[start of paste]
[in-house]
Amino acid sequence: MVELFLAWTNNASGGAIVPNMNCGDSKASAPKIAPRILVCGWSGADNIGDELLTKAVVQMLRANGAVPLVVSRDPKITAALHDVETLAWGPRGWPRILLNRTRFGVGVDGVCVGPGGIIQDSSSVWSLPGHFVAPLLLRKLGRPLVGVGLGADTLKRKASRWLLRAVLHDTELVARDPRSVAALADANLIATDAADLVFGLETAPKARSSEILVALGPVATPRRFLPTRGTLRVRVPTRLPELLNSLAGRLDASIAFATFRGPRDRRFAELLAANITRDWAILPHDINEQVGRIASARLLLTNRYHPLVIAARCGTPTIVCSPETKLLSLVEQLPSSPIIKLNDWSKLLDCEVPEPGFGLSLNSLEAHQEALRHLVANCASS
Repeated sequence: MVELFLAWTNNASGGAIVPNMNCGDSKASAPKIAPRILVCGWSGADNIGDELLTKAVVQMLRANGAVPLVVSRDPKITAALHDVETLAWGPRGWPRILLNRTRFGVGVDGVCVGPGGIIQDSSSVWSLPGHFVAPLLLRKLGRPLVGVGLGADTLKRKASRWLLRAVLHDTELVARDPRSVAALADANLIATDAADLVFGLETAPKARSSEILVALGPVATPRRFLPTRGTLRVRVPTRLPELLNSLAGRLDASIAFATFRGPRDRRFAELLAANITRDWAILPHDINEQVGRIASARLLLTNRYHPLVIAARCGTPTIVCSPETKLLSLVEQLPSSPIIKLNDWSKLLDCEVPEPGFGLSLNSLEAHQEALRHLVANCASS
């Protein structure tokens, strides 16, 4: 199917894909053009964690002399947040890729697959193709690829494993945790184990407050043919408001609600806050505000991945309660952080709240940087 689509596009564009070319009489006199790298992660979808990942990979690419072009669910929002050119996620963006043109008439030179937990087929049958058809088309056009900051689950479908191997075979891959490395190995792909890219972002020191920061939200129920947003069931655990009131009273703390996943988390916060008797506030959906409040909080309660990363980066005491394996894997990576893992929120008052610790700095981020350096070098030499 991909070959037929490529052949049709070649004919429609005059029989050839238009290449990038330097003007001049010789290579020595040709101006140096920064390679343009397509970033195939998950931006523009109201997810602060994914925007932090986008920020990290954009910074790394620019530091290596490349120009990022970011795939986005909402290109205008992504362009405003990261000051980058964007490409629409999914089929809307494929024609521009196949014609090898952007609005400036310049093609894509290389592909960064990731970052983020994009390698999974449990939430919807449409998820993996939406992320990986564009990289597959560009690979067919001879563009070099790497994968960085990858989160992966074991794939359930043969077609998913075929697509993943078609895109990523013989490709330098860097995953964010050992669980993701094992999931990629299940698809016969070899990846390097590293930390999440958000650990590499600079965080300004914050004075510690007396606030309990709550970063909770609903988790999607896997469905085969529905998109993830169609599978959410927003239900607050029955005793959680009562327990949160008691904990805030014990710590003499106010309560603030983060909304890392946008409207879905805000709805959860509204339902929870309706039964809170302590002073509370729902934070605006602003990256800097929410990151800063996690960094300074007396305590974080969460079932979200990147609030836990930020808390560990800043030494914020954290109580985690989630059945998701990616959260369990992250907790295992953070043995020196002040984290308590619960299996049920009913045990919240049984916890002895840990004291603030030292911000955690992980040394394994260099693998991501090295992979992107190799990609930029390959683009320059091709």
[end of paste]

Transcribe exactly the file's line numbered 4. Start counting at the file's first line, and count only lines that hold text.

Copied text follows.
């Protein structure tokens, strides 16, 4: 199917894909053009964690002399947040890729697959193709690829494993945790184990407050043919408001609600806050505000991945309660952080709240940087 689509596009564009070319009489006199790298992660979808990942990979690419072009669910929002050119996620963006043109008439030179937990087929049958058809088309056009900051689950479908191997075979891959490395190995792909890219972002020191920061939200129920947003069931655990009131009273703390996943988390916060008797506030959906409040909080309660990363980066005491394996894997990576893992929120008052610790700095981020350096070098030499 991909070959037929490529052949049709070649004919429609005059029989050839238009290449990038330097003007001049010789290579020595040709101006140096920064390679343009397509970033195939998950931006523009109201997810602060994914925007932090986008920020990290954009910074790394620019530091290596490349120009990022970011795939986005909402290109205008992504362009405003990261000051980058964007490409629409999914089929809307494929024609521009196949014609090898952007609005400036310049093609894509290389592909960064990731970052983020994009390698999974449990939430919807449409998820993996939406992320990986564009990289597959560009690979067919001879563009070099790497994968960085990858989160992966074991794939359930043969077609998913075929697509993943078609895109990523013989490709330098860097995953964010050992669980993701094992999931990629299940698809016969070899990846390097590293930390999440958000650990590499600079965080300004914050004075510690007396606030309990709550970063909770609903988790999607896997469905085969529905998109993830169609599978959410927003239900607050029955005793959680009562327990949160008691904990805030014990710590003499106010309560603030983060909304890392946008409207879905805000709805959860509204339902929870309706039964809170302590002073509370729902934070605006602003990256800097929410990151800063996690960094300074007396305590974080969460079932979200990147609030836990930020808390560990800043030494914020954290109580985690989630059945998701990616959260369990992250907790295992953070043995020196002040984290308590619960299996049920009913045990919240049984916890002895840990004291603030030292911000955690992980040394394994260099693998991501090295992979992107190799990609930029390959683009320059091709």